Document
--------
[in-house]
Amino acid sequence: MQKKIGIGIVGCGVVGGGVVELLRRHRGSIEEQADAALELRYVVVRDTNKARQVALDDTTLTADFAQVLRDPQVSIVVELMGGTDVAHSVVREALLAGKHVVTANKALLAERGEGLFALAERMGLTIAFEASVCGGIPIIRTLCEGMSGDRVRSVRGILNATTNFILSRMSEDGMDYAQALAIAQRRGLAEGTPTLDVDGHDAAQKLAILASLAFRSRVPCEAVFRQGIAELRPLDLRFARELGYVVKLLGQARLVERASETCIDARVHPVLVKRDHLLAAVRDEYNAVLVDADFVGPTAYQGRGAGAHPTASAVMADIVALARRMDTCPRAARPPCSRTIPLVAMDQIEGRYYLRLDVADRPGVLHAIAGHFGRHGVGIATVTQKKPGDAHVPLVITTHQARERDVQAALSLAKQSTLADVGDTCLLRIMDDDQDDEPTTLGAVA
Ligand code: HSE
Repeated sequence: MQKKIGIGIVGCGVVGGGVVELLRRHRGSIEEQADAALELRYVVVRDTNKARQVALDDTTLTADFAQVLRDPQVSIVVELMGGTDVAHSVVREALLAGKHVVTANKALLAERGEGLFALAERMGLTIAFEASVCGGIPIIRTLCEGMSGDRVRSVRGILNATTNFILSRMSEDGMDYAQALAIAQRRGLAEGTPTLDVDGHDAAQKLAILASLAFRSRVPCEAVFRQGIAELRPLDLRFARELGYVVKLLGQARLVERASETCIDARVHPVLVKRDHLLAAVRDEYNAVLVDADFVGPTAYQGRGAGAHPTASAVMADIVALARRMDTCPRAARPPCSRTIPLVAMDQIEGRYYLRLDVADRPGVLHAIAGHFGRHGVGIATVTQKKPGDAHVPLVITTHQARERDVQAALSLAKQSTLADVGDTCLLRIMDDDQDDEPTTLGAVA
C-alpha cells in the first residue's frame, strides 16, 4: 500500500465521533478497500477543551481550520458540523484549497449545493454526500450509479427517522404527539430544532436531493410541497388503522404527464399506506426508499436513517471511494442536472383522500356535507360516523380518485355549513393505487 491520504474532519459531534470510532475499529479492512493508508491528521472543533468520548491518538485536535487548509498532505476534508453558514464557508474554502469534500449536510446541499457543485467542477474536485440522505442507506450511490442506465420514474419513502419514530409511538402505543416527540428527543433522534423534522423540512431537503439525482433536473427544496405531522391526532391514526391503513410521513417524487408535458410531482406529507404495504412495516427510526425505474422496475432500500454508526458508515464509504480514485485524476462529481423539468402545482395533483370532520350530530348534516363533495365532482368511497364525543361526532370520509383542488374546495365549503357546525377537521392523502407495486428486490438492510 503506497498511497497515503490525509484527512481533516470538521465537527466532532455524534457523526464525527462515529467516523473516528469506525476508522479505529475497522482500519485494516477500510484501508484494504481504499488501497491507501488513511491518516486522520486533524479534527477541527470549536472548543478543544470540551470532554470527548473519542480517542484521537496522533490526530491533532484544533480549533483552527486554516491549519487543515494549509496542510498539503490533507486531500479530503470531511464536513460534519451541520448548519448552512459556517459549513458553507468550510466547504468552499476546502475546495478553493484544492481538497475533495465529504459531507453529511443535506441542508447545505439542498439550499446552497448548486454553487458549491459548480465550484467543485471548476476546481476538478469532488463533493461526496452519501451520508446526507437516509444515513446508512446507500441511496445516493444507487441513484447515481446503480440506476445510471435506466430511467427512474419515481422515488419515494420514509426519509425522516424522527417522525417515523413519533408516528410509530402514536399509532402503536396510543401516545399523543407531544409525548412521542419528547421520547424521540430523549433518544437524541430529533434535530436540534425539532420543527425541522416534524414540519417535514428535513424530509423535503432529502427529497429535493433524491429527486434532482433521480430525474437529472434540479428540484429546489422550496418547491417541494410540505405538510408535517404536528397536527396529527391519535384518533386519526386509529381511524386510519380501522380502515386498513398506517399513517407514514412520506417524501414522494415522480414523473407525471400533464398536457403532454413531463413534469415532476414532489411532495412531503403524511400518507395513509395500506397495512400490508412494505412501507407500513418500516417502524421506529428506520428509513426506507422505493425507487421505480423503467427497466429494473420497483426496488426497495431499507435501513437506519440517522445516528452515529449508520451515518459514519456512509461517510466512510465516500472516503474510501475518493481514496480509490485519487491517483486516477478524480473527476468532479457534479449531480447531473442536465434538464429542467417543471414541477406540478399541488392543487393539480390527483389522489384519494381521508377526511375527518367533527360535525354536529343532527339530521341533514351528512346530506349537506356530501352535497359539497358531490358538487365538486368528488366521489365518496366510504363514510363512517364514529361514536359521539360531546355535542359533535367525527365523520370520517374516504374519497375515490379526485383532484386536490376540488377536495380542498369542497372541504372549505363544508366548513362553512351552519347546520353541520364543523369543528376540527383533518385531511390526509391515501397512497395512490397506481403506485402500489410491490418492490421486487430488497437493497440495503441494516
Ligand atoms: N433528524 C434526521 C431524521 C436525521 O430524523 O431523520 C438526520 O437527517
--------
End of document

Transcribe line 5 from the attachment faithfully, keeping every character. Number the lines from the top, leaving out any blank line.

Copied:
C-alpha cells in the first residue's frame, strides 16, 4: 500500500465521533478497500477543551481550520458540523484549497449545493454526500450509479427517522404527539430544532436531493410541497388503522404527464399506506426508499436513517471511494442536472383522500356535507360516523380518485355549513393505487 491520504474532519459531534470510532475499529479492512493508508491528521472543533468520548491518538485536535487548509498532505476534508453558514464557508474554502469534500449536510446541499457543485467542477474536485440522505442507506450511490442506465420514474419513502419514530409511538402505543416527540428527543433522534423534522423540512431537503439525482433536473427544496405531522391526532391514526391503513410521513417524487408535458410531482406529507404495504412495516427510526425505474422496475432500500454508526458508515464509504480514485485524476462529481423539468402545482395533483370532520350530530348534516363533495365532482368511497364525543361526532370520509383542488374546495365549503357546525377537521392523502407495486428486490438492510 503506497498511497497515503490525509484527512481533516470538521465537527466532532455524534457523526464525527462515529467516523473516528469506525476508522479505529475497522482500519485494516477500510484501508484494504481504499488501497491507501488513511491518516486522520486533524479534527477541527470549536472548543478543544470540551470532554470527548473519542480517542484521537496522533490526530491533532484544533480549533483552527486554516491549519487543515494549509496542510498539503490533507486531500479530503470531511464536513460534519451541520448548519448552512459556517459549513458553507468550510466547504468552499476546502475546495478553493484544492481538497475533495465529504459531507453529511443535506441542508447545505439542498439550499446552497448548486454553487458549491459548480465550484467543485471548476476546481476538478469532488463533493461526496452519501451520508446526507437516509444515513446508512446507500441511496445516493444507487441513484447515481446503480440506476445510471435506466430511467427512474419515481422515488419515494420514509426519509425522516424522527417522525417515523413519533408516528410509530402514536399509532402503536396510543401516545399523543407531544409525548412521542419528547421520547424521540430523549433518544437524541430529533434535530436540534425539532420543527425541522416534524414540519417535514428535513424530509423535503432529502427529497429535493433524491429527486434532482433521480430525474437529472434540479428540484429546489422550496418547491417541494410540505405538510408535517404536528397536527396529527391519535384518533386519526386509529381511524386510519380501522380502515386498513398506517399513517407514514412520506417524501414522494415522480414523473407525471400533464398536457403532454413531463413534469415532476414532489411532495412531503403524511400518507395513509395500506397495512400490508412494505412501507407500513418500516417502524421506529428506520428509513426506507422505493425507487421505480423503467427497466429494473420497483426496488426497495431499507435501513437506519440517522445516528452515529449508520451515518459514519456512509461517510466512510465516500472516503474510501475518493481514496480509490485519487491517483486516477478524480473527476468532479457534479449531480447531473442536465434538464429542467417543471414541477406540478399541488392543487393539480390527483389522489384519494381521508377526511375527518367533527360535525354536529343532527339530521341533514351528512346530506349537506356530501352535497359539497358531490358538487365538486368528488366521489365518496366510504363514510363512517364514529361514536359521539360531546355535542359533535367525527365523520370520517374516504374519497375515490379526485383532484386536490376540488377536495380542498369542497372541504372549505363544508366548513362553512351552519347546520353541520364543523369543528376540527383533518385531511390526509391515501397512497395512490397506481403506485402500489410491490418492490421486487430488497437493497440495503441494516